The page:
Second, they are hypocrites. They expect others to obey human traditions while they themselves disobey divine laws. This is the point of Jesus’ example about the practice of corban. The Pharisees and teachers of the law dedicate money to the temple that should go toward the care of their elderly parents. For Jesus, the moral requirements of the law are paramount. But the Pharisees and teachers of the law find ways to evade them.

Third, they have an external, rather than internal, definition of “cleanness.” The Pharisees and teachers of the law value clean hands. But Jesus values clean hearts. Indeed, according to Isaiah 29.13, God himself wants clean hearts above all else. Or rather, he wants our hearts to be near to him. The Pharisees believe that they are basically good inside and so strive to avoid contamination by outside influences. But Jesus believes that our heart, not our environment, is what contaminates us. “‘What comes out of a man is what makes him ‘unclean.’”

It is easy enough to beat up on the Pharisees. But how often is our religion like theirs? Too often, in my opinion. So, let us repent, prioritize God’s word, obey his commandments, and seek divine help to change from the inside out!

Smallness of Faith, Hardness of Heart (Mark 6.30–56)


Mark 6.30–56 tells the stories of two miracles. In the first (vv. 30–44), Jesus feeds a large crowd with fives loaves and two fish. In the second (vv. 45–56), he walks on water. Both stories tell us something important about Jesus, as well as something troubling about ourselves.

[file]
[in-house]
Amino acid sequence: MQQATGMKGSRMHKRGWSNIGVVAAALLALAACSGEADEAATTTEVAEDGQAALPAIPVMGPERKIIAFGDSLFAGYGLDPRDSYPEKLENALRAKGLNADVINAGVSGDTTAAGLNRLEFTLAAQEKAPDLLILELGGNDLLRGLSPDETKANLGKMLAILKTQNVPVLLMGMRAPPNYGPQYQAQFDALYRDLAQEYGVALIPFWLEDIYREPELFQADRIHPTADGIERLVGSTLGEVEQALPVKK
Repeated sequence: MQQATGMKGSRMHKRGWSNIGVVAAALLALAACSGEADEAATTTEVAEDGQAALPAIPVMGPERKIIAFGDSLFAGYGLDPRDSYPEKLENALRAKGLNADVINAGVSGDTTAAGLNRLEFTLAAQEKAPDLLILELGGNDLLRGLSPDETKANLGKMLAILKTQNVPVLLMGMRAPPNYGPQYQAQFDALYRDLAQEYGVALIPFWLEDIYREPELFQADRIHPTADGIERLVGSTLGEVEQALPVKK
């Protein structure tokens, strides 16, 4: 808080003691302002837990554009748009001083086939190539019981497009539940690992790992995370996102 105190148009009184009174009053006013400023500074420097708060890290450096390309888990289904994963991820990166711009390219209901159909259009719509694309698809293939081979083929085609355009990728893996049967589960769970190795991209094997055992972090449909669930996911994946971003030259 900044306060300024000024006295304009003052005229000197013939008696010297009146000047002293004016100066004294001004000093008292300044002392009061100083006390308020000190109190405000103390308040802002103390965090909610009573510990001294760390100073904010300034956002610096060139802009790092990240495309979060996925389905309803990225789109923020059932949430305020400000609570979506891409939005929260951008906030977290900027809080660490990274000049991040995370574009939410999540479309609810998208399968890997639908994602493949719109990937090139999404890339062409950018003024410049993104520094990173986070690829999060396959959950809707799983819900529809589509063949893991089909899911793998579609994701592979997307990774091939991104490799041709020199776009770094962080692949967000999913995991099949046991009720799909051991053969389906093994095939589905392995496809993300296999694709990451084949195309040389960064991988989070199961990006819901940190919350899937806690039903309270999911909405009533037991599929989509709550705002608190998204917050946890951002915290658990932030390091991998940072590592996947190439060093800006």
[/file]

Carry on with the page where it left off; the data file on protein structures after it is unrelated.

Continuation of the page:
The first story tells us that Jesus is the Great Shepherd who cares about and provides for his sheep, both spiritually and physically. It begins with Jesus inviting his apostles, exhausted from their first extended evangelistic campaign, to take a few days off. “Come with me by yourselves to a quiet place and get some rest.” This invitation is a profound comment on Jesus’ leadership style. He expects and empowers us to do great things, but he also realizes the limits of our abilities and encourages us to create moments for self-care.

The apostles’ rest did not last long, however, for the crowds discovered their quiet place. We have seen Jesus’ heart for his apostles, now we see his heart for the masses: “he had compassion on them, because they were like sheep without a shepherd. So he began teaching them many things.” This is a profound comment about Jesus’ priorities as a leader. He prioritizes the crowd’s spiritual needs over their physical needs. Why? Because, as he told the devil, “Man does not live on bread alone, but on every word that comes from the mouth of God” (Matt. 4.4).